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Opinion: American Apparel, upskirt photography a shot to privacy, decency of women

March 31, 2014

seamon.17@osu.edu
Lena, a fashion blogger, arrives for Issey Miyake Autumn/Winter 2014-2015 Ready-to-Wear show held at Jardin des Tuileries in Paris on Feb. 28. Credit: Courtesy of MCT

Lena, a fashion blogger, arrives for Issey Miyake Autumn/Winter Ready-to-Wear show held at Jardin des Tuileries in Paris Feb. 28.
Credit: Courtesy of MCT

When I was 11, my mom, being the strong, outspoken East Coast woman that she is, was somehow able to abridge the sex talk to the following thesis:

“Your body is a temple. Keep your legs together until a man proves worthy and not pervy,” she told me on a walk around the neighborhood she knew I could not escape.

Some 10 years later and more informed about the chirping of the birds and the buzzing of the bees, I hold onto that value.

However, if clothing giant American Apparel created the moral groundwork for the way American women dress and present themselves (as their name loosely suggests), being an all-American girl would mean my legs were made of peanut butter.

Recently, the store decided to begin advertising its miniskirts not by picturing a smiling young woman excited that summer is upon us, but with a faceless girl in a blue, pleated mini bent over in a field — white undies and all.

Of course, whining about this is like taking a bat to a dead horse.

The store seems unable to thrive without some drama pulsing in its infrastructure, which is how it became known for its extremely risqué campaigns. Rarely a week goes by where American Apparel is unable to provide some “unique” angle of a woman’s breast in its advertising of beanies yet still not have to ask online shoppers if they are over 18 to access its website.

However, it is known that American Apparel does not represent our country any more than “American Idol” represents our taste in music.

What does represent the U.S., though, is Massachusetts, where for at least 24 hours earlier in March it was completely legal to take upskirt photos.

On March 5, Massachusetts’ highest court ruled it was not illegal to secretly photograph up a woman’s skirt or underneath her clothing, given she is not “‘partially nude,’ no matter what is or is not underneath the skirt by way of underwear or other clothing,” Justice Margot Botsford of the state’s Supreme Judicial Court wrote.

In other words, you’re not a peeping Tom unless you are looking at my undergarments through a window, and sexual deviancy is not that unless you have an obstacle in the way of the money shot.

The next day lawmakers banned upskirt photography, a decision I can only imagine was made upon waking up per “The Hangover” style asking, “What the hell did I do yesterday?”

However, this momentary lapse of judgement, spearheaded by a woman in the judicial system, invades female privacy more than the actual guy who was upskirting.

As today’s culture allows women to be more free with their sexuality (Lady Gaga can wear a seashell bikini on TV while Rihanna can dedicate three minutes of radio time to her love of S&M), femininity in America no longer comes with the burden of hiding desire under a turtleneck and slacks.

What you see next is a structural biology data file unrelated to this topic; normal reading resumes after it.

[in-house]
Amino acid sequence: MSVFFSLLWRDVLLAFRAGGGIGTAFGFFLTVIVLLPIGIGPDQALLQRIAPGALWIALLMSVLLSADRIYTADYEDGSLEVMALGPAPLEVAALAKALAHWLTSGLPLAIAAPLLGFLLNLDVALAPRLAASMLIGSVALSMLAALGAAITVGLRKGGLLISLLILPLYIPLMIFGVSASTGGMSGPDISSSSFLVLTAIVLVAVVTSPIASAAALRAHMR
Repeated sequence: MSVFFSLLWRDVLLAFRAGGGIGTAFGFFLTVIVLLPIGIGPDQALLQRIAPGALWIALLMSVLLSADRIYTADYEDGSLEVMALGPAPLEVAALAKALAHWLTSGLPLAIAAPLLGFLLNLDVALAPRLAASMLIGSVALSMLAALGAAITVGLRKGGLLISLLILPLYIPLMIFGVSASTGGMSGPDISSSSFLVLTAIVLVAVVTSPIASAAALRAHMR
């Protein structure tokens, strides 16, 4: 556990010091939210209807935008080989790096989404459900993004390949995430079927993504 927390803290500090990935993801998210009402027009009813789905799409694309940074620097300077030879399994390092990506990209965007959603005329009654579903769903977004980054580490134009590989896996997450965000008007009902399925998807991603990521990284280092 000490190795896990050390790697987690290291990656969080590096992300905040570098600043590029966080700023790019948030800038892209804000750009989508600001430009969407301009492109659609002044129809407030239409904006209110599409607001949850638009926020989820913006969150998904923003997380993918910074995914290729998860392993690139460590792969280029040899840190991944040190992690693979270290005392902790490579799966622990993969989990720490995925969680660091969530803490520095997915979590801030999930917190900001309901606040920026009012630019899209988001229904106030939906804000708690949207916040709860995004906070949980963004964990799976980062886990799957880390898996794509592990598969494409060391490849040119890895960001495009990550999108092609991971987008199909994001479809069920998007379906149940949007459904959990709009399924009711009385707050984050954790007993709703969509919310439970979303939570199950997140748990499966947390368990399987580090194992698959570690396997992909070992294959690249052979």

But there is a disconnect in our society. The fact that just because one woman has no qualms about airing her breasts in public or wearing a skirt that falls short of the finger length test does not mean every female’s body part is fair game for public knowledge and exposure.

In other words, just because Miley Cyrus wore panties at her concert does not mean I want you to take a photograph up my dress because, “Hey man, anything goes!”

As women inch closer to smashing the glass ceiling, it feels as if we must become as unabashed as men to receive equality. Because I am able to touch a man in the chest area without it being “inappropriate” or “violating” does not mean a man, with all puns intended, can do tit for tat.

Although women are created equal to men and wish to be treated as such, men and women are not created the same. Furthermore, although all women are created the same, we do not all want to be treated the same.

Just because American Apparel’s model had no problem displaying her anatomy through a cotton shield does not mean a subway creep should be allowed to take advantage of a moment I accidentally revealed too much.

After all, my body is a temple and no outsider photography is allowed.


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  1. Teresa says:

    Great article! There are laws in some states where spitting on the sidewalk is illegal. Are they enforced? Probably not but if a police officer decided to pursue it, I suppose he could, and then the law would quickly get changed! I believe this is the case of the upskirting issue. It SHOULD be illegal, but it wasn’t at that time. So it was quickly rectified. Hopefully that takes care of that.
    Sadly, many people believe it should be the woman who protects her privacy, (and she SHOULD) but we should be teaching boys, and expecting men, to RESPECT a woman’s privacy. Instead, society assumes that “men just DO that” by ogling women, looking for opportunites to sneak a peek, “checking her out”, and all the other euphemisms we use for what is actually “disrespect”.

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